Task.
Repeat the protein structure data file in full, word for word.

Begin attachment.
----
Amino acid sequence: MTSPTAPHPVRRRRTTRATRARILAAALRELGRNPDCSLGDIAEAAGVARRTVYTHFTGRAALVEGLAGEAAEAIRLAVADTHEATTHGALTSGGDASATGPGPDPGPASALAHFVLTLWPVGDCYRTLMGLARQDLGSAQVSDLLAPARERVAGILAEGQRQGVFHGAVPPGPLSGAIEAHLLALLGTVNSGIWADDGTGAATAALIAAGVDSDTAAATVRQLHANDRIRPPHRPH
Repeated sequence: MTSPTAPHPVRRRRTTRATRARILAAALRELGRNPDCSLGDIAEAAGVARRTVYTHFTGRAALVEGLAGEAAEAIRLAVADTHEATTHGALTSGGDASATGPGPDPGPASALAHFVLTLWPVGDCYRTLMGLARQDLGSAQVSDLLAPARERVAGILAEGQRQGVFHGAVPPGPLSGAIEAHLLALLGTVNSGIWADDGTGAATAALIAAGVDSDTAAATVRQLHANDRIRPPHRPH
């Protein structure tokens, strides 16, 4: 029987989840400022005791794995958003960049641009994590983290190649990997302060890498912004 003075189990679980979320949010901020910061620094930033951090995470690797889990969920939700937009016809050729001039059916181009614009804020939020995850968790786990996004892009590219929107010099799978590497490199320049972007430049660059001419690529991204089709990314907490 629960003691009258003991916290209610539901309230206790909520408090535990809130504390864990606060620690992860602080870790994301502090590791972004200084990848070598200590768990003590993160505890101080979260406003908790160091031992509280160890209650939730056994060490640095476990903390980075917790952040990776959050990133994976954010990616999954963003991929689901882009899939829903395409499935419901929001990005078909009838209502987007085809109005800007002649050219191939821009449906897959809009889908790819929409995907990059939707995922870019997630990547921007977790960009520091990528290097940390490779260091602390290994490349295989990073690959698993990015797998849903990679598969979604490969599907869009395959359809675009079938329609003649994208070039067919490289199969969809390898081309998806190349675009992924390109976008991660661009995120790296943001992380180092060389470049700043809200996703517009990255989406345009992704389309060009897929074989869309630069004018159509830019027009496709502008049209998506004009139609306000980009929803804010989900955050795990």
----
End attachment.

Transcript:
Amino acid sequence: MTSPTAPHPVRRRRTTRATRARILAAALRELGRNPDCSLGDIAEAAGVARRTVYTHFTGRAALVEGLAGEAAEAIRLAVADTHEATTHGALTSGGDASATGPGPDPGPASALAHFVLTLWPVGDCYRTLMGLARQDLGSAQVSDLLAPARERVAGILAEGQRQGVFHGAVPPGPLSGAIEAHLLALLGTVNSGIWADDGTGAATAALIAAGVDSDTAAATVRQLHANDRIRPPHRPH
Repeated sequence: MTSPTAPHPVRRRRTTRATRARILAAALRELGRNPDCSLGDIAEAAGVARRTVYTHFTGRAALVEGLAGEAAEAIRLAVADTHEATTHGALTSGGDASATGPGPDPGPASALAHFVLTLWPVGDCYRTLMGLARQDLGSAQVSDLLAPARERVAGILAEGQRQGVFHGAVPPGPLSGAIEAHLLALLGTVNSGIWADDGTGAATAALIAAGVDSDTAAATVRQLHANDRIRPPHRPH
């Protein structure tokens, strides 16, 4: 029987989840400022005791794995958003960049641009994590983290190649990997302060890498912004 003075189990679980979320949010901020910061620094930033951090995470690797889990969920939700937009016809050729001039059916181009614009804020939020995850968790786990996004892009590219929107010099799978590497490199320049972007430049660059001419690529991204089709990314907490 629960003691009258003991916290209610539901309230206790909520408090535990809130504390864990606060620690992860602080870790994301502090590791972004200084990848070598200590768990003590993160505890101080979260406003908790160091031992509280160890209650939730056994060490640095476990903390980075917790952040990776959050990133994976954010990616999954963003991929689901882009899939829903395409499935419901929001990005078909009838209502987007085809109005800007002649050219191939821009449906897959809009889908790819929409995907990059939707995922870019997630990547921007977790960009520091990528290097940390490779260091602390290994490349295989990073690959698993990015797998849903990679598969979604490969599907869009395959359809675009079938329609003649994208070039067919490289199969969809390898081309998806190349675009992924390109976008991660661009995120790296943001992380180092060389470049700043809200996703517009990255989406345009992704389309060009897929074989869309630069004018159509830019027009496709502008049209998506004009139609306000980009929803804010989900955050795990």